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Title: A review of multiple hypothesis testing in relation to the use of lateral cephalometric variables as the outcome measure in orthodontic research
Author: Pua, Shih Chia
ISNI:       0000 0004 7659 0932
Awarding Body: University of Liverpool
Current Institution: University of Liverpool
Date of Award: 2018
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Aim: To examine the extent of the multiple hypothesis testing and its correction in orthodontic research in relation to the use of lateral cephalometric variables as the outcome measure. Study design: A retrospective, observational study looking at a sample of published orthodontic articles (n=1688) over a two-year period from 1st January 2014 to 31st December 2015. Data sources: Four major electronic databases namely PubMed, Ovid Medline, Scopus and EBSCO Dentistry & Oral Sciences Source were electronically searched using Medical Subject Heading (MeSH) terms. Additionally, all issues of American Journal of Orthodontics and Dentofacial Orthopedics (AJODO), The Angle Orthodontist (AO), European Journal of Orthodontics (EJO) and Journal of Orthodontics (JO) were also hand-searched systematically. Both searches were carried out independently by first author (SCP). Review methods: Eligible articles were identified and reviewed independently by first author (SCP) to determine whether the articles tested greater than five hypotheses in at least one family of inferences with respect to the predetermined criteria. For articles meeting the criterion for multiple testing, type I error rates were calculated. Additionally, a statistical correction experiment using Bonferroni's method was applied to the reported results of the included studies. Additional information was collected on: study type (prospective/retrospective), journal classification (main/non-main orthodontic journal were classified based on 2015 SCImago Journal and Country Rank), region of authorship (Americas, Europe and Asia/others), number of researcher in the publication (1-4, 5-7 and 8 or more) and involvement of a statistician to examine whether these factors were associated with multiple testing correction. Results: Of the 139 studies associated with multiple testing, there was approximately 3 families of tests (per article) with an average of 20 hypothesis tests (range 5-47) using lateral cephalometric variables as the outcome measure (per family of tests). Only 40 publications (29%) considered the effect of multiple testing that these studies in some way have corrected or accounted for multiple testing. Within the studies that have not accounted for multiple hypothesis testing, there was a mean 58% chance of committing a type I error and, on average, 13% of the significant results were likely to be false positives. After the application of the Bonferroni's method in the correction experiment, only 47% of the significant results reported within the articles that remained significant. Studies published in the main orthodontic journals (AJODO, EJO, JO and KJO) were more likely to account for multiple testing (p=0.002). Handsearching was superior than electronic searching with 10% of papers (n=5) which were missed from electronic searching. Conclusions: Multiple testing is common in the orthodontic research especially in relation to the use of multiple cephalometric variables as the outcome measure. This study demonstrates that the risk of false positive findings is considerably high and only a minority of the articles that have in some way corrected or accounted for multiple testing. Therefore, this multiplicity issue in relation to the use of multiple cephalometric variables in a cephalometric study deserves a closer attention from researchers, reviewers and readers.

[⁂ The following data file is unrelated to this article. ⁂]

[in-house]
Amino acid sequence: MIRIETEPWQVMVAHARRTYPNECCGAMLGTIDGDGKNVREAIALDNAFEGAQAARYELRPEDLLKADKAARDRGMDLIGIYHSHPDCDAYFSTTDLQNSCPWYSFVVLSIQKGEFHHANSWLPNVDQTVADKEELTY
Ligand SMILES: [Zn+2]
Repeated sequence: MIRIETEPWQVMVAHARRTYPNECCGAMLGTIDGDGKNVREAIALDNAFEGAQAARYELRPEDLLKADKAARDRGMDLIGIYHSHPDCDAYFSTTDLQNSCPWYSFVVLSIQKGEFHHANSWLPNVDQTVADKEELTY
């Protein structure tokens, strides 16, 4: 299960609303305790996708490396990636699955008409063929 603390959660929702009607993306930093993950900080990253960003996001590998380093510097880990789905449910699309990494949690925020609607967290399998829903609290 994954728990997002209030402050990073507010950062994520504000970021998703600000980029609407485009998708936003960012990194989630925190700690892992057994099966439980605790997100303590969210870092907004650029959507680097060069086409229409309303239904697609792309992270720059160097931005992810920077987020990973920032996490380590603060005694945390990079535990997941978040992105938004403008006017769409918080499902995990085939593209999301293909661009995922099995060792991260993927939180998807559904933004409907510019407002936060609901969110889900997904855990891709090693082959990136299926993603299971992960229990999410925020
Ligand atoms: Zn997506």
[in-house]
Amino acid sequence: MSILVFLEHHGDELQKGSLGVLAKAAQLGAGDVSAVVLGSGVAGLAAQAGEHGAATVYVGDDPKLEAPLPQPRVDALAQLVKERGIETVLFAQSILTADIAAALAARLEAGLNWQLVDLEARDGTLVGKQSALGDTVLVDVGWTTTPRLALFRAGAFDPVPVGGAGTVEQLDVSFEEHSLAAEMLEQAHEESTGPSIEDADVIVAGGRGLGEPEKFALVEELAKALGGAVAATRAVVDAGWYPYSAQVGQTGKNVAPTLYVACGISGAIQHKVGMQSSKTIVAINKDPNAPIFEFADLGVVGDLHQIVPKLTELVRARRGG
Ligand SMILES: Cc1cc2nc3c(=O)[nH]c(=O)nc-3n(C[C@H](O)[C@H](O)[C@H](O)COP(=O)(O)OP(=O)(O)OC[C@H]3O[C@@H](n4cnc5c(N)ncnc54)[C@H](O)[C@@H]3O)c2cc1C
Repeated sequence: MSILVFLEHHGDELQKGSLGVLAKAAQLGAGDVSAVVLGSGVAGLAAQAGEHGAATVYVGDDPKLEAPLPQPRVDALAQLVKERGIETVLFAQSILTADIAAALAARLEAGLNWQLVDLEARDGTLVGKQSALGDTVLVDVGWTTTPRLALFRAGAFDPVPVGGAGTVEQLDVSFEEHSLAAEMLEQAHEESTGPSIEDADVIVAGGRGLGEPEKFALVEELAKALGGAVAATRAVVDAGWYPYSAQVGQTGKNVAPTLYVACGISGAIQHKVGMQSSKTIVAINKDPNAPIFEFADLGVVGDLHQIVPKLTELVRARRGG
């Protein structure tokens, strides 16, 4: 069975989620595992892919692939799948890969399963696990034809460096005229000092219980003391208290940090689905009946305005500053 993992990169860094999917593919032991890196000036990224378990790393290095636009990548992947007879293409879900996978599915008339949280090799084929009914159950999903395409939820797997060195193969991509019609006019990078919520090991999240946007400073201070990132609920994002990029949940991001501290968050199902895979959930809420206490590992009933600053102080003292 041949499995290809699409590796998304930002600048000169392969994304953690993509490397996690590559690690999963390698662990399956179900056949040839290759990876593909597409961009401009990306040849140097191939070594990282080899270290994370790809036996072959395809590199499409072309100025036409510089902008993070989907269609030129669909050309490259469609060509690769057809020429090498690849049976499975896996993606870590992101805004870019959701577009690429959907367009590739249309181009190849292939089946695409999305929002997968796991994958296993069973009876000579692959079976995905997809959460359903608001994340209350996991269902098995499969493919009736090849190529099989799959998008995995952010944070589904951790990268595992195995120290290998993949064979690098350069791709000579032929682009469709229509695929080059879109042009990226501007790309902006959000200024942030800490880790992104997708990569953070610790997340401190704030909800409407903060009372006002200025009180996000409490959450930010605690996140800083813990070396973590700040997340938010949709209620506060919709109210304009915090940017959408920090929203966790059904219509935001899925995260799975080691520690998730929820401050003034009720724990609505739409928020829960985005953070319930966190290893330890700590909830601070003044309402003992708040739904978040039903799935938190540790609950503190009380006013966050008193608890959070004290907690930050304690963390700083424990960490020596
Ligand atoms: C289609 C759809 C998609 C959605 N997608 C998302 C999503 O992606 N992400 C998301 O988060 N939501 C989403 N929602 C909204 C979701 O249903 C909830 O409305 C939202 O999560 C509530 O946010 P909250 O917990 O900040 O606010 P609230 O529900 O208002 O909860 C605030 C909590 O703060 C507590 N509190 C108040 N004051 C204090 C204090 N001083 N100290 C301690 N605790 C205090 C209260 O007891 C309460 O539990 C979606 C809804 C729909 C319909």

Supervisor: Burnside, Girvan ; Flannigan, Norah Sponsor: Not available
Qualification Name: Thesis (D.D.Sc.) Qualification Level: Doctoral